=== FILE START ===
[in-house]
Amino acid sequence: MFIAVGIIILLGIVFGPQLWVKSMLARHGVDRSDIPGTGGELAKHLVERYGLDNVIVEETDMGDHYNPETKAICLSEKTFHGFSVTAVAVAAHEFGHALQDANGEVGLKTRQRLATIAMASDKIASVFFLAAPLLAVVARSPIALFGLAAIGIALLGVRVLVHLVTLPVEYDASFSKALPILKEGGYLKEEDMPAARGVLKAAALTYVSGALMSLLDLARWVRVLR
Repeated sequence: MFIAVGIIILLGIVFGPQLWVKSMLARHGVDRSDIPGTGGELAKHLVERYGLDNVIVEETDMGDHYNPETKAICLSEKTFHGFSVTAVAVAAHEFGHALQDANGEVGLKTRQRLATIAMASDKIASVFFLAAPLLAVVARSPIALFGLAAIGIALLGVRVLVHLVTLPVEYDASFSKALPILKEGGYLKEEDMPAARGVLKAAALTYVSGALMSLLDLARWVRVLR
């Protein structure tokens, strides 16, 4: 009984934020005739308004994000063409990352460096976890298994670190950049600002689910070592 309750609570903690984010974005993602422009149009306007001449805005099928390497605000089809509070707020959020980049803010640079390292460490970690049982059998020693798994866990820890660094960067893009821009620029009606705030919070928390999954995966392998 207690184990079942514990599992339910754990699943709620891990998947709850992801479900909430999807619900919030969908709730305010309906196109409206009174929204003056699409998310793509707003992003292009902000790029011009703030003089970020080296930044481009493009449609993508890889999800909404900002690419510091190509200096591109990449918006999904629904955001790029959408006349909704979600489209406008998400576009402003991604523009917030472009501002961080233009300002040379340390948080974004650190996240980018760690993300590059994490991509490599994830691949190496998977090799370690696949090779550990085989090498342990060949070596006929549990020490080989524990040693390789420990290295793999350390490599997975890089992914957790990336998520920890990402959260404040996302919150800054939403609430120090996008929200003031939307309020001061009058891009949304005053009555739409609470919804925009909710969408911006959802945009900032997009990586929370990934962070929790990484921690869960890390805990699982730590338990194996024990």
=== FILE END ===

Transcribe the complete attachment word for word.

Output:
[in-house]
Amino acid sequence: MFIAVGIIILLGIVFGPQLWVKSMLARHGVDRSDIPGTGGELAKHLVERYGLDNVIVEETDMGDHYNPETKAICLSEKTFHGFSVTAVAVAAHEFGHALQDANGEVGLKTRQRLATIAMASDKIASVFFLAAPLLAVVARSPIALFGLAAIGIALLGVRVLVHLVTLPVEYDASFSKALPILKEGGYLKEEDMPAARGVLKAAALTYVSGALMSLLDLARWVRVLR
Repeated sequence: MFIAVGIIILLGIVFGPQLWVKSMLARHGVDRSDIPGTGGELAKHLVERYGLDNVIVEETDMGDHYNPETKAICLSEKTFHGFSVTAVAVAAHEFGHALQDANGEVGLKTRQRLATIAMASDKIASVFFLAAPLLAVVARSPIALFGLAAIGIALLGVRVLVHLVTLPVEYDASFSKALPILKEGGYLKEEDMPAARGVLKAAALTYVSGALMSLLDLARWVRVLR
């Protein structure tokens, strides 16, 4: 009984934020005739308004994000063409990352460096976890298994670190950049600002689910070592 309750609570903690984010974005993602422009149009306007001449805005099928390497605000089809509070707020959020980049803010640079390292460490970690049982059998020693798994866990820890660094960067893009821009620029009606705030919070928390999954995966392998 207690184990079942514990599992339910754990699943709620891990998947709850992801479900909430999807619900919030969908709730305010309906196109409206009174929204003056699409998310793509707003992003292009902000790029011009703030003089970020080296930044481009493009449609993508890889999800909404900002690419510091190509200096591109990449918006999904629904955001790029959408006349909704979600489209406008998400576009402003991604523009917030472009501002961080233009300002040379340390948080974004650190996240980018760690993300590059994490991509490599994830691949190496998977090799370690696949090779550990085989090498342990060949070596006929549990020490080989524990040693390789420990290295793999350390490599997975890089992914957790990336998520920890990402959260404040996302919150800054939403609430120090996008929200003031939307309020001061009058891009949304005053009555739409609470919804925009909710969408911006959802945009900032997009990586929370990934962070929790990484921690869960890390805990699982730590338990194996024990």